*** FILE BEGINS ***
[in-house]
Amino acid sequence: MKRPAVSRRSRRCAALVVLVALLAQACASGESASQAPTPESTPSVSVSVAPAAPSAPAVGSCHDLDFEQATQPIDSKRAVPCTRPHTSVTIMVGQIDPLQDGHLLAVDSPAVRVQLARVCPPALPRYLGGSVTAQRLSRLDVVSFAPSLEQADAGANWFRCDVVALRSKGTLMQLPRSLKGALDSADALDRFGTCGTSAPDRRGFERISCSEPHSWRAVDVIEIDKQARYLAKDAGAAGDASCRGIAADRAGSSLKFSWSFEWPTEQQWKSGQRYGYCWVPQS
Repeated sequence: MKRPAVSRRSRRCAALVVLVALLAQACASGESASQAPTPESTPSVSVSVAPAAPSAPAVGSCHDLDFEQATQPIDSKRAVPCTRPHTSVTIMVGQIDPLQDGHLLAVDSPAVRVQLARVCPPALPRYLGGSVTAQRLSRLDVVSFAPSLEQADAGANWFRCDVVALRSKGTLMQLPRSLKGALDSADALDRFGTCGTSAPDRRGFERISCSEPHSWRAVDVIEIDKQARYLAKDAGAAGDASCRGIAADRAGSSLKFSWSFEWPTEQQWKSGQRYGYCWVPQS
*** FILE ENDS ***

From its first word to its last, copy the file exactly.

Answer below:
[in-house]
Amino acid sequence: MKRPAVSRRSRRCAALVVLVALLAQACASGESASQAPTPESTPSVSVSVAPAAPSAPAVGSCHDLDFEQATQPIDSKRAVPCTRPHTSVTIMVGQIDPLQDGHLLAVDSPAVRVQLARVCPPALPRYLGGSVTAQRLSRLDVVSFAPSLEQADAGANWFRCDVVALRSKGTLMQLPRSLKGALDSADALDRFGTCGTSAPDRRGFERISCSEPHSWRAVDVIEIDKQARYLAKDAGAAGDASCRGIAADRAGSSLKFSWSFEWPTEQQWKSGQRYGYCWVPQS
Repeated sequence: MKRPAVSRRSRRCAALVVLVALLAQACASGESASQAPTPESTPSVSVSVAPAAPSAPAVGSCHDLDFEQATQPIDSKRAVPCTRPHTSVTIMVGQIDPLQDGHLLAVDSPAVRVQLARVCPPALPRYLGGSVTAQRLSRLDVVSFAPSLEQADAGANWFRCDVVALRSKGTLMQLPRSLKGALDSADALDRFGTCGTSAPDRRGFERISCSEPHSWRAVDVIEIDKQARYLAKDAGAAGDASCRGIAADRAGSSLKFSWSFEWPTEQQWKSGQRYGYCWVPQS